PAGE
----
Jul232014

Londonderry Man Pleads Guilty to Illegal Possession and sale of Turtles

On July 11, 2014 Richard Decoste of Londonderry pled guilty in the Derry Circuit Court for illegal possession and sale of threatened and endangered turtles.

In May, New Hampshire Fish and Game Conservation Officers became aware of an individual advertising the sale of Spotted Turtles (state threatened) and Blanding’s Turtles (state endangered).  Further investigation, which included the purchase of a Spotted Turtle, resulted in Conservation Officer Geoffrey Pushee obtaining a search warrant for Mr. Decoste’s residence and an arrest warrant for Mr. Decoste.

While executing the search warrant Conservation Officers seized an additional ten Spotted Turtles and two Blanding’s Turtles from the residence.  Mr. Decoste was ultimately charged with possessing a threatened species, a Class-B Misdemeanor, and the sale of a threatened species, also a Class-B Misdemeanor.  Mr. Decoste pled guilty to both charges and paid just over $1,000 in fines.  All of the turtles have since been returned to their native habitats.

This case is a good reminder for all people that enjoy nature and the outdoors to leave non-game animals where they belong, so that others may enjoy them in their natural state.  Possession of most living wildlife in New Hampshire is illegal without obtaining a permit from the NH Fish and Game Department.  Furthermore, the sale of any living native wildlife in the state is also prohibited.
For more information on wildlife and rules pertaining to wildlife in New Hampshire, please visit the New Hampshire Fish and Game Departments Website.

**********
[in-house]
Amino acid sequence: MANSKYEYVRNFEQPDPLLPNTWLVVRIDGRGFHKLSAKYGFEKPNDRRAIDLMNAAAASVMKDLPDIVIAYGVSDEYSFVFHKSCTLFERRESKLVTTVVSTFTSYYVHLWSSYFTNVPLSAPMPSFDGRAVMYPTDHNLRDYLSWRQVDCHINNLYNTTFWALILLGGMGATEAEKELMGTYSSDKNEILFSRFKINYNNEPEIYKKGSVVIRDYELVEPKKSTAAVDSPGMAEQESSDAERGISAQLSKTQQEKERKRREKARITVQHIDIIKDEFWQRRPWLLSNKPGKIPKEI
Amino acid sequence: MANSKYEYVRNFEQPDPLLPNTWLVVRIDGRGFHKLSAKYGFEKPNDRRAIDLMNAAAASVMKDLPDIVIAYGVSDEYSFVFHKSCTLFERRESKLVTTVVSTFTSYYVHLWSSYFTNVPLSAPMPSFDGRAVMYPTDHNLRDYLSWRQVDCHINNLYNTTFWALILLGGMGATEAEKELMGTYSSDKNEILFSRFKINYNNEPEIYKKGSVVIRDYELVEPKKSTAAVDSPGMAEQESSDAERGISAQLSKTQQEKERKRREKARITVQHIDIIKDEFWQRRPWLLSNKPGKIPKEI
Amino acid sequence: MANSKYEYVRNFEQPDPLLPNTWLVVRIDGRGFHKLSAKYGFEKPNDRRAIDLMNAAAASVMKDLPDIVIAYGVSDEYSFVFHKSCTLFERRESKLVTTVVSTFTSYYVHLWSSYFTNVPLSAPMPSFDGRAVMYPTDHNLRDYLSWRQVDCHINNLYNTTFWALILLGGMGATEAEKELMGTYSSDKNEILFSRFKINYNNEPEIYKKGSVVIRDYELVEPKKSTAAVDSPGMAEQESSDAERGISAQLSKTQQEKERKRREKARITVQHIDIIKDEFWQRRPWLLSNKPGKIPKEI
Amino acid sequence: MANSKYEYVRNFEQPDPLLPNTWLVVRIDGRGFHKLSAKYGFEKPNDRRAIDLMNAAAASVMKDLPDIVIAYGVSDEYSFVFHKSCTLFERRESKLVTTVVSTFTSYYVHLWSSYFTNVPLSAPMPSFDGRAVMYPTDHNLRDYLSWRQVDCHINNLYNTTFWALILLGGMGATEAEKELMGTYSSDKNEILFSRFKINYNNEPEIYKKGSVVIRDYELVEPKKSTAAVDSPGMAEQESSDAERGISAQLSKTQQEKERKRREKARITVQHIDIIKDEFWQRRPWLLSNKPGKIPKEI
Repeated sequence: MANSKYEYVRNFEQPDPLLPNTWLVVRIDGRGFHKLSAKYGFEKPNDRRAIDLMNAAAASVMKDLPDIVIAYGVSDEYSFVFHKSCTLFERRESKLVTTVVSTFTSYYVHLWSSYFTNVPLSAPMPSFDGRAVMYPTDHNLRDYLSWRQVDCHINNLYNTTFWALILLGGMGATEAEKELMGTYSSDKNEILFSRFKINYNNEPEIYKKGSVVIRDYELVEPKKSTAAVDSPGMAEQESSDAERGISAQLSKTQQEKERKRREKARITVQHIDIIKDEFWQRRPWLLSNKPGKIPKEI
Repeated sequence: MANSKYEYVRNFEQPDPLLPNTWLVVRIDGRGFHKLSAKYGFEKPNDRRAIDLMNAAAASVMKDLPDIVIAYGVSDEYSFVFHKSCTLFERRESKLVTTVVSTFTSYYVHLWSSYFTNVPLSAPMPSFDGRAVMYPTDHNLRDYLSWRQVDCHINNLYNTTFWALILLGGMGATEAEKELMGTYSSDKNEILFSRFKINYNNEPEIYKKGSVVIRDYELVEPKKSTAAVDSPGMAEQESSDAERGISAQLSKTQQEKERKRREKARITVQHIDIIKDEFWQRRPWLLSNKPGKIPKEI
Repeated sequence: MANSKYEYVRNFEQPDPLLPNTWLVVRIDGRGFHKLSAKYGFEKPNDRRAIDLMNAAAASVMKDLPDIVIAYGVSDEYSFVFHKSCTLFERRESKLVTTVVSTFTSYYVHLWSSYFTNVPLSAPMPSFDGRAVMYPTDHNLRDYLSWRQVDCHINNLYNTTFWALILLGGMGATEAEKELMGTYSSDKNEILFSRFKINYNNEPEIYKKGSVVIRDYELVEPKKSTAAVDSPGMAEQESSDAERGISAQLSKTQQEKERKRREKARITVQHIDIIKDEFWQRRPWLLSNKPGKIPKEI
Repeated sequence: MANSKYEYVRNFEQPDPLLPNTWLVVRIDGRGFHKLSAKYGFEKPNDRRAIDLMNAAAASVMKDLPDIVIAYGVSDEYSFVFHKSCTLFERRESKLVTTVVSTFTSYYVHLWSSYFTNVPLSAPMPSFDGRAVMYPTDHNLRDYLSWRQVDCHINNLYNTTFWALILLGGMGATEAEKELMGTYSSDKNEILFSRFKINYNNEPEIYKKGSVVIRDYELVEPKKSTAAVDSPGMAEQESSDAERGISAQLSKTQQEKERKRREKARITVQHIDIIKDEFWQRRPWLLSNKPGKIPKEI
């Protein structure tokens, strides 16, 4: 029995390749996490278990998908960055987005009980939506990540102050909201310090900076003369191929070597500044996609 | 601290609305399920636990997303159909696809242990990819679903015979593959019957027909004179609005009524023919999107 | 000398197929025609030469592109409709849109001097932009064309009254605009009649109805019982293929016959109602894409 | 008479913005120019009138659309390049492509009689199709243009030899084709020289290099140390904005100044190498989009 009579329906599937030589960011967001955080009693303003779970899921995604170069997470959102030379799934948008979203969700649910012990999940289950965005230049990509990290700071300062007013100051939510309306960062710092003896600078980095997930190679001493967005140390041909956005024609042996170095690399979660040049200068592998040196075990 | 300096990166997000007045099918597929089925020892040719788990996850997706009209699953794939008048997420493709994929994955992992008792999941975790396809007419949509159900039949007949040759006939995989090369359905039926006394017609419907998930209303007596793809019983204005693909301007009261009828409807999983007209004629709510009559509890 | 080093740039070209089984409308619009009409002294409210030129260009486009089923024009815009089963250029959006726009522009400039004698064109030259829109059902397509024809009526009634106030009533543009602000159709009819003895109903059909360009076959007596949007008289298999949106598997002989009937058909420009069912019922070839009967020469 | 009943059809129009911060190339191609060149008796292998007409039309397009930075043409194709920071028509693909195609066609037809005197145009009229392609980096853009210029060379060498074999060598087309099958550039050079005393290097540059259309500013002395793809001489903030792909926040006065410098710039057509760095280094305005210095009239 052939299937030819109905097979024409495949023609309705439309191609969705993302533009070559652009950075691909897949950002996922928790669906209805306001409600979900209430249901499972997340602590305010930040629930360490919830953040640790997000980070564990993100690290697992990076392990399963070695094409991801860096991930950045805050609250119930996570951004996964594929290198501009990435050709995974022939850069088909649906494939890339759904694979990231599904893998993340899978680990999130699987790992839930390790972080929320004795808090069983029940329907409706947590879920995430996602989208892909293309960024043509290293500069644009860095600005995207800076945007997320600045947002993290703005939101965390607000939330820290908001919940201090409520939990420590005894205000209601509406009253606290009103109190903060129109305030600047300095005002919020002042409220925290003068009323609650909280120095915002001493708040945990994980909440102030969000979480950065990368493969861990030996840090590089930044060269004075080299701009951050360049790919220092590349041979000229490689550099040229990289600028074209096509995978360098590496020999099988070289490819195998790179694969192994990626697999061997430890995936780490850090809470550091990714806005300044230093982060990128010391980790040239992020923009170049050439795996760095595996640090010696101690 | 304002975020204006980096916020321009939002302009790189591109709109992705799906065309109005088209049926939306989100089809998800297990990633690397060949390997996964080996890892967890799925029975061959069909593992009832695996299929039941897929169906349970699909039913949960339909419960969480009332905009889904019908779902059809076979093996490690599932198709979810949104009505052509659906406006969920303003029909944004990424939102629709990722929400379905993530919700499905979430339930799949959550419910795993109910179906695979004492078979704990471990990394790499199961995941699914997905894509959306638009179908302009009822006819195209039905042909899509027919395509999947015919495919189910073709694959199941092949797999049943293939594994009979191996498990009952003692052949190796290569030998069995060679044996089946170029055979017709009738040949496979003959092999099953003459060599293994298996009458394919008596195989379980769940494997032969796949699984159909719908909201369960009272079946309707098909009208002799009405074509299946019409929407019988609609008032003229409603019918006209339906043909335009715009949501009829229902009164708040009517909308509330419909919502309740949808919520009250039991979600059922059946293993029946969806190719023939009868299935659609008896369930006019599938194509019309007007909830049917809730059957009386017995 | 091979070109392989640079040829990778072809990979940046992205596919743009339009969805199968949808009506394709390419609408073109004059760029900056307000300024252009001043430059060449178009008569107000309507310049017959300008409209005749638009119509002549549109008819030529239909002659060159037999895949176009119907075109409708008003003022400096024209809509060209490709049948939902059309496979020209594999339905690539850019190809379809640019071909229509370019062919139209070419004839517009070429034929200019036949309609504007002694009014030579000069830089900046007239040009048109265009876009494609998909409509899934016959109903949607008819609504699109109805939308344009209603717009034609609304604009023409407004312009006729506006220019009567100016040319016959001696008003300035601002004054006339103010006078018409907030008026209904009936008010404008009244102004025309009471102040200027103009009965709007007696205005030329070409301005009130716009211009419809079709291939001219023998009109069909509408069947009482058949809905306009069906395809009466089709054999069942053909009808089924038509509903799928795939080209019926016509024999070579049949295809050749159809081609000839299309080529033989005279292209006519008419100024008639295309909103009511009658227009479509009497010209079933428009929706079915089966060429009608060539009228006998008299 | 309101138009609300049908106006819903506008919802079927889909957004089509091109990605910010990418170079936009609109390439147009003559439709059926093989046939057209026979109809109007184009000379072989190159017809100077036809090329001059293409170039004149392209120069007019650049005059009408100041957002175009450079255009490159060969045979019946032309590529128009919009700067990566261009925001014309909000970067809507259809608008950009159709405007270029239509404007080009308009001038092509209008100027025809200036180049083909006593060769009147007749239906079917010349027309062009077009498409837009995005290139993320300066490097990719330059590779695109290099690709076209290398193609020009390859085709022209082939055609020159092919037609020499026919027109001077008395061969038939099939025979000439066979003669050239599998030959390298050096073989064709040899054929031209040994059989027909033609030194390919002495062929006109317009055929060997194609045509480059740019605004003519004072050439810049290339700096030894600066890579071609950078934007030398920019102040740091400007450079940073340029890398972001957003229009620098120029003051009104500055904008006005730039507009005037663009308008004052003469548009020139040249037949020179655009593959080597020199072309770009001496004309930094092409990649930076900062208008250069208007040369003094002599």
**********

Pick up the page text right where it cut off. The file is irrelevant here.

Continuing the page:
Share
Jul222014

Joan Fontaine, 83, of Londonderry, NH

Joan Fontaine, 83, of Londonderry, NH entered into eternal peace on July 19, 2014 at the Lahey Hospital in Burlington, MA after a brief illness. Joan was born in Brentwood, NH to Alfred Castricone and Mary (Royer) Castricone on July 14, 1931. Joan was a member of the Class of 1949 at Pinkerton Academy. She was an active member of St. Thomas Aquinas Parish for more than 60 years.

Joan leaves wonderful memories to be cherished by her loving husband Gene of 64 years and their eight children; Patricia Arsenault and husband James of Bedford, NH, Carol Coughlin of Tallahassee, FL, Nancy Cofrin of Londonderry, NH, Daniel Fontaine and his wife Sharlene of Londonderry, NH, Marie Brown and her husband Buster of Derry, NH, Janet Sannella and her husband Arthur of Londonderry, NH, Joyce Jaques and her husband Nigel of Nashotah, WI, Robert Fontaine and his wife Robyn of Milford, OH.